Pinhole Photography Reflection

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Stefan Killian, NY Carousel

The following questions should test your understanding of photography based on our Pinhole Camera unit:

  1. How does your pinhole camera see the world differently than your own eyes?
  2. Come up with three adjectives to describe pinhole images and what makes them different than images on, say, your cell phone camera.
  3. Describe the experience of working with a pinhole camera. What was your favorite part of the process? What did you find most challenging?
  4. Would you consider a pinhole camera a technology? Why or why not?
  5. What do you understand about exposure based on making pinholes? Describe.
  6. What did you learn about time and motion based on making pinhole images? Describe.
  7. What did you learn about photography from making your own pinhole camera? List three things:
  8. Describe three things you learned about using the darkroom during this unit:
  9. What was your most successful pinhole image, and why?
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The Short Film project

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Still from the 1981 film, “Raiders of the Lost Arc” (Dir: Steven Speilberg)

Your assignment: Write, Direct and Edit a narrative (fiction) short film with dialog and action in class (or on location, with teacher’s permission). This builds off of the documentary we just watched, “The Cutting Edge: The Magic of Movie Editing”

Steps

  1. Form a crew of 3 or 4; come up with a “Production Company Name”
  2. Come up with an idea for your action sequence with your crew
  3. Write a 1-2 paragraph treatment (description) of your short film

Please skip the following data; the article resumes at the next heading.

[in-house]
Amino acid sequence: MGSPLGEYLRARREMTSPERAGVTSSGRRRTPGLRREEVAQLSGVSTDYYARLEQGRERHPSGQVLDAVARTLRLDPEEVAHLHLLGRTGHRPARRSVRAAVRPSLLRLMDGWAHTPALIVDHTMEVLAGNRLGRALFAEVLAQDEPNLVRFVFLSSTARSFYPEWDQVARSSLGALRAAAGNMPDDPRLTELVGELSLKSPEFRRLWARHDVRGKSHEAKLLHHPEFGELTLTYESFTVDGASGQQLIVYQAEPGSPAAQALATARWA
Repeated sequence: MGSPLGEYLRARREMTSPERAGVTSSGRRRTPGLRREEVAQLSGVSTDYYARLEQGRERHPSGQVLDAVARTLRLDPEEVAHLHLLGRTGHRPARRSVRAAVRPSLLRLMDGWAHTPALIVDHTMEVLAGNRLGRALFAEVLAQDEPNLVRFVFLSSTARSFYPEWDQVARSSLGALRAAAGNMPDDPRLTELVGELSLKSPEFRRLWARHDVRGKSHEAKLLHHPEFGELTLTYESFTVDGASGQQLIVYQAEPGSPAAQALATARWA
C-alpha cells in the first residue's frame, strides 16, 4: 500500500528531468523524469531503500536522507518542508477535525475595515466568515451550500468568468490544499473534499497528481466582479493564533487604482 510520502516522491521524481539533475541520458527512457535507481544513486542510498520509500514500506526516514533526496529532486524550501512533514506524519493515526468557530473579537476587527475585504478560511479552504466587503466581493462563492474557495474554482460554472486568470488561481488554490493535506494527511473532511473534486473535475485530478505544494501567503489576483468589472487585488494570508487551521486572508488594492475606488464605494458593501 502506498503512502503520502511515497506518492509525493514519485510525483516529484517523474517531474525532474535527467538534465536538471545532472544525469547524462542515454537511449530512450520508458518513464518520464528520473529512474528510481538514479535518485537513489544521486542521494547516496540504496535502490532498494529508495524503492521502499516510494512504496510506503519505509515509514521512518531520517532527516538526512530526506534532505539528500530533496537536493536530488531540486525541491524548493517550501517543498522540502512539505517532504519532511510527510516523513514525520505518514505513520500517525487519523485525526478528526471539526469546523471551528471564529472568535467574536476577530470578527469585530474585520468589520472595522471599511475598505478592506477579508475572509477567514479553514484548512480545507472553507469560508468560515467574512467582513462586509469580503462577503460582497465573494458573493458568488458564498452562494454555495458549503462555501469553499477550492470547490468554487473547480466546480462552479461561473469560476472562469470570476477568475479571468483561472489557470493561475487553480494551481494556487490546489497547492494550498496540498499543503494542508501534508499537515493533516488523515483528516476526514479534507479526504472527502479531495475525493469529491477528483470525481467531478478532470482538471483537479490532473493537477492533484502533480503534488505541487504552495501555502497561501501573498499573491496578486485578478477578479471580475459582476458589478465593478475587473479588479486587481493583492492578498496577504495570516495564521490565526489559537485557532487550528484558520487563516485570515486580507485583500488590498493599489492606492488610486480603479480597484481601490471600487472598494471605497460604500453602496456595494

4. Write a script (in screenplay format) for the dialog scenes
  5. Draw a storyboard for each shot in the action sequence. (The storyboard form is at the bottom of this post, and is handed out in class)
  6. Scout locations, find props as needed, and cast actors from class (pre production)
  7. Shoot your film during class time, somewhere on campus; OR, with permission, shoot outside of class.
  8. Edit

Skills (we will learn)

  1. How to shoot a dialog scene
  2. How to use a boom microphone
  3. How to shoot with one or two cameras, with a clapboard
  4. How to script (screenplay format)
  5. How to storyboard
  6. How to keep continuity between shots (match action)
  7. How to control the pacing of the film
  8. How to edit (includes creating a project, inserting and moving shots, the “L-Cut” for dialog, cutting to music, basic sound mixing, titles and credits, and transitions / color correction where needed)
  9. How to watch, compare and critique each other’s final work.

Guidelines

  • Length: 3-5 minutes total
  • No weapons, sexual references, drug references or profanity. No violent fight scenes. No blood.
  • Characters: Two characters. You may have students in your crew to act in your film.
  • Plot: The film should start with an “instigating event”–some situation that starts the action. The chase ensues. The chase must resolve or end in some way with a final short scene
  • Dialog: You must have a short dialog scene (at least three lines each character) at somewhere in the film (often it works well at the beginning or the end)
  • Shots: At each moment in the film, the editor should have at least 2 shots to cut to (this is called coverage).
  • One random prop: You will be assigned one random prop that you must incorporate into your film, in a major or minor way
  • One random line of dialog: You will choose a line of dialog at random that you must use in your film.
  • Style: The dialog scenes need to follow a traditional shot-reaction shot structure (2 singles and a two shot). The action sequence must be shot two different ways–for example, all in close ups and all hand held.
  • Edit: Each crew member edits their own version, with an alternate ending! 
  • Music: Edit the chase to music
  • Finishing: Titles and credits

 

A storyboard form is here: